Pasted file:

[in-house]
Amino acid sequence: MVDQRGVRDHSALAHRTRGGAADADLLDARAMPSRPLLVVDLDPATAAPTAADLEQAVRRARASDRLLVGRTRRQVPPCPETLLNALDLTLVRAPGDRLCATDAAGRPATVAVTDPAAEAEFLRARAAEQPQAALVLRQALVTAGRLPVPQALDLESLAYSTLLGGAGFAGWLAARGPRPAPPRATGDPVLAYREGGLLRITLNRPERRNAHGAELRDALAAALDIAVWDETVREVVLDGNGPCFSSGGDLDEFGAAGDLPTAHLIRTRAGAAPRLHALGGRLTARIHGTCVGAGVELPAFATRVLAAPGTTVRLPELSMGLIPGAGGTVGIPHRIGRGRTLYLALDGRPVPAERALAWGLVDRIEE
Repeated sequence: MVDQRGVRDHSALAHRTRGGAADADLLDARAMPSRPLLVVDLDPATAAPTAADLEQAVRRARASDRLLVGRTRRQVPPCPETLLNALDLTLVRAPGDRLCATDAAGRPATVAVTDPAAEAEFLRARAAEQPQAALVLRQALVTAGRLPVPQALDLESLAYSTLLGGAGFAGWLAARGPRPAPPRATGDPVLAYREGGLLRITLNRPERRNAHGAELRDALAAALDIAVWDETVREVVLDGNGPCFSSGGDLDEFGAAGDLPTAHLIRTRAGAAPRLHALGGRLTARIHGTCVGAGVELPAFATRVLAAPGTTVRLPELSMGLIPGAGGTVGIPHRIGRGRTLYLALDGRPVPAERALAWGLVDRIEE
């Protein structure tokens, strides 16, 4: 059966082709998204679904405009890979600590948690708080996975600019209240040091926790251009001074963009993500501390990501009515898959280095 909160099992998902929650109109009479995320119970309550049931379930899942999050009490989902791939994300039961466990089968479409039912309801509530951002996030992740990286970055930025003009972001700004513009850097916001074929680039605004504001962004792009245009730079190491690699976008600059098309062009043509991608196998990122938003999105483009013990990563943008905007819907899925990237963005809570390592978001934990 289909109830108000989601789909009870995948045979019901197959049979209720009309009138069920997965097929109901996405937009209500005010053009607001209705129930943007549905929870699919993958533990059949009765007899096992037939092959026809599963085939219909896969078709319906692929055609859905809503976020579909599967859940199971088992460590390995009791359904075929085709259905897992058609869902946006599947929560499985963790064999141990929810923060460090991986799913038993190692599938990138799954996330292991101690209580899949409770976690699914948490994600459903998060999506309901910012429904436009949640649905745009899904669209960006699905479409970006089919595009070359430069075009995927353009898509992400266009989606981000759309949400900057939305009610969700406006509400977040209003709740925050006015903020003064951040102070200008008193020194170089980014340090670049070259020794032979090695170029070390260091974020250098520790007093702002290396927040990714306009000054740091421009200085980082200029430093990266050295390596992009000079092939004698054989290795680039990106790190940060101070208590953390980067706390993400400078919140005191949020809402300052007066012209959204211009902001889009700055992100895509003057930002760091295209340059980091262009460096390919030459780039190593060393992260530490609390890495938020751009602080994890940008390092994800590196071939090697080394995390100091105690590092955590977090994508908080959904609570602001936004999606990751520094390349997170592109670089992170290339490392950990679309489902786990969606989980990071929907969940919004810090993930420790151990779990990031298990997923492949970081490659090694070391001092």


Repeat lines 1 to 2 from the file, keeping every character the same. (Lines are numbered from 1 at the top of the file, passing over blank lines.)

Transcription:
[in-house]
Amino acid sequence: MVDQRGVRDHSALAHRTRGGAADADLLDARAMPSRPLLVVDLDPATAAPTAADLEQAVRRARASDRLLVGRTRRQVPPCPETLLNALDLTLVRAPGDRLCATDAAGRPATVAVTDPAAEAEFLRARAAEQPQAALVLRQALVTAGRLPVPQALDLESLAYSTLLGGAGFAGWLAARGPRPAPPRATGDPVLAYREGGLLRITLNRPERRNAHGAELRDALAAALDIAVWDETVREVVLDGNGPCFSSGGDLDEFGAAGDLPTAHLIRTRAGAAPRLHALGGRLTARIHGTCVGAGVELPAFATRVLAAPGTTVRLPELSMGLIPGAGGTVGIPHRIGRGRTLYLALDGRPVPAERALAWGLVDRIEE